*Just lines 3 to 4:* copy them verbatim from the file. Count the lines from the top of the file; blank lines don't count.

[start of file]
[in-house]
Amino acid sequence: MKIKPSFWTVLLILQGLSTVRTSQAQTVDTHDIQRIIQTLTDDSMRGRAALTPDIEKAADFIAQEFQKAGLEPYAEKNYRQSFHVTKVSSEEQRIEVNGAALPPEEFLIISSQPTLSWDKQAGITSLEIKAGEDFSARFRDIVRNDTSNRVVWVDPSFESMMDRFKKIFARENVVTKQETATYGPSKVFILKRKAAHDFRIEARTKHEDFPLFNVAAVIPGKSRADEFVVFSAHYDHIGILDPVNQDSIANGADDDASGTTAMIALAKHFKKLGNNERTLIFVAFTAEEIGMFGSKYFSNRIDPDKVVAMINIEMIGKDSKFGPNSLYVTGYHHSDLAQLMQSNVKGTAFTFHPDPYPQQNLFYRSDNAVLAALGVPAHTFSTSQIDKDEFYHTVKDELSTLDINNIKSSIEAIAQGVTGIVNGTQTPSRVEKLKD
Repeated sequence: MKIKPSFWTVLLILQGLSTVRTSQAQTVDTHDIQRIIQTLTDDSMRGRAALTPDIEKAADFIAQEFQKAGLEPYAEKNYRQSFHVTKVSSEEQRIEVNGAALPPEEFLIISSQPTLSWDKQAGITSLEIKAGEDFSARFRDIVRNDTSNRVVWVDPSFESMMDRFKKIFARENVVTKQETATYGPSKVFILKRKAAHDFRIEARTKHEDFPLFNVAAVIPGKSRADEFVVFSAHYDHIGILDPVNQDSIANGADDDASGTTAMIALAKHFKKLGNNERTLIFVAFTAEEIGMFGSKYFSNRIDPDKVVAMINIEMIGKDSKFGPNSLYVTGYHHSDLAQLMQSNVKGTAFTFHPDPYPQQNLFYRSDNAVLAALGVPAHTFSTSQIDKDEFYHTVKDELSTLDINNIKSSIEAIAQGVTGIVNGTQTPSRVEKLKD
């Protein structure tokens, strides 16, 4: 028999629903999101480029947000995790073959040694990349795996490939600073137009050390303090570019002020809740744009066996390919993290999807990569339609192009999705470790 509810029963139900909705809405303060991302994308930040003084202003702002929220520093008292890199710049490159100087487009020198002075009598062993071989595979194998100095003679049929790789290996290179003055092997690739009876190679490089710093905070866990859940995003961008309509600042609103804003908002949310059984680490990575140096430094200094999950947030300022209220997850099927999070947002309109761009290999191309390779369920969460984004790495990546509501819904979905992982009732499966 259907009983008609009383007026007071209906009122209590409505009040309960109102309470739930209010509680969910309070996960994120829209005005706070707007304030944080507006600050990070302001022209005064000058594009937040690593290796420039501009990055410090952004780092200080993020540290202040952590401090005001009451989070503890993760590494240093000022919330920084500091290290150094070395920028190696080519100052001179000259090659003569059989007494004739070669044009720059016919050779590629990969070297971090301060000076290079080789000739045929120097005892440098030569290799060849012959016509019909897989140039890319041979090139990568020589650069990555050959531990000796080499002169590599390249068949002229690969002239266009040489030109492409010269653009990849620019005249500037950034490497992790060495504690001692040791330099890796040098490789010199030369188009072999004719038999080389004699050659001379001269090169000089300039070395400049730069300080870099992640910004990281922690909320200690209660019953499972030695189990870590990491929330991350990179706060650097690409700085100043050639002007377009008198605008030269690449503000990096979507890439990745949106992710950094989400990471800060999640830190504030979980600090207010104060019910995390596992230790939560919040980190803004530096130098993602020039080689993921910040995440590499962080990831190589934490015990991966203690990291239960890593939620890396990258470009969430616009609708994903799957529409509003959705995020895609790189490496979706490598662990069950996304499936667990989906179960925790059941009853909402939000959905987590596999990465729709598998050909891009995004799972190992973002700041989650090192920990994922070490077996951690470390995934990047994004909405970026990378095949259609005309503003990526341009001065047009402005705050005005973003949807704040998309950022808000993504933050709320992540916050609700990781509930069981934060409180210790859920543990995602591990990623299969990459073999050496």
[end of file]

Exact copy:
Repeated sequence: MKIKPSFWTVLLILQGLSTVRTSQAQTVDTHDIQRIIQTLTDDSMRGRAALTPDIEKAADFIAQEFQKAGLEPYAEKNYRQSFHVTKVSSEEQRIEVNGAALPPEEFLIISSQPTLSWDKQAGITSLEIKAGEDFSARFRDIVRNDTSNRVVWVDPSFESMMDRFKKIFARENVVTKQETATYGPSKVFILKRKAAHDFRIEARTKHEDFPLFNVAAVIPGKSRADEFVVFSAHYDHIGILDPVNQDSIANGADDDASGTTAMIALAKHFKKLGNNERTLIFVAFTAEEIGMFGSKYFSNRIDPDKVVAMINIEMIGKDSKFGPNSLYVTGYHHSDLAQLMQSNVKGTAFTFHPDPYPQQNLFYRSDNAVLAALGVPAHTFSTSQIDKDEFYHTVKDELSTLDINNIKSSIEAIAQGVTGIVNGTQTPSRVEKLKD
């Protein structure tokens, strides 16, 4: 028999629903999101480029947000995790073959040694990349795996490939600073137009050390303090570019002020809740744009066996390919993290999807990569339609192009999705470790 509810029963139900909705809405303060991302994308930040003084202003702002929220520093008292890199710049490159100087487009020198002075009598062993071989595979194998100095003679049929790789290996290179003055092997690739009876190679490089710093905070866990859940995003961008309509600042609103804003908002949310059984680490990575140096430094200094999950947030300022209220997850099927999070947002309109761009290999191309390779369920969460984004790495990546509501819904979905992982009732499966 259907009983008609009383007026007071209906009122209590409505009040309960109102309470739930209010509680969910309070996960994120829209005005706070707007304030944080507006600050990070302001022209005064000058594009937040690593290796420039501009990055410090952004780092200080993020540290202040952590401090005001009451989070503890993760590494240093000022919330920084500091290290150094070395920028190696080519100052001179000259090659003569059989007494004739070669044009720059016919050779590629990969070297971090301060000076290079080789000739045929120097005892440098030569290799060849012959016509019909897989140039890319041979090139990568020589650069990555050959531990000796080499002169590599390249068949002229690969002239266009040489030109492409010269653009990849620019005249500037950034490497992790060495504690001692040791330099890796040098490789010199030369188009072999004719038999080389004699050659001379001269090169000089300039070395400049730069300080870099992640910004990281922690909320200690209660019953499972030695189990870590990491929330991350990179706060650097690409700085100043050639002007377009008198605008030269690449503000990096979507890439990745949106992710950094989400990471800060999640830190504030979980600090207010104060019910995390596992230790939560919040980190803004530096130098993602020039080689993921910040995440590499962080990831190589934490015990991966203690990291239960890593939620890396990258470009969430616009609708994903799957529409509003959705995020895609790189490496979706490598662990069950996304499936667990989906179960925790059941009853909402939000959905987590596999990465729709598998050909891009995004799972190992973002700041989650090192920990994922070490077996951690470390995934990047994004909405970026990378095949259609005309503003990526341009001065047009402005705050005005973003949807704040998309950022808000993504933050709320992540916050609700990781509930069981934060409180210790859920543990995602591990990623299969990459073999050496």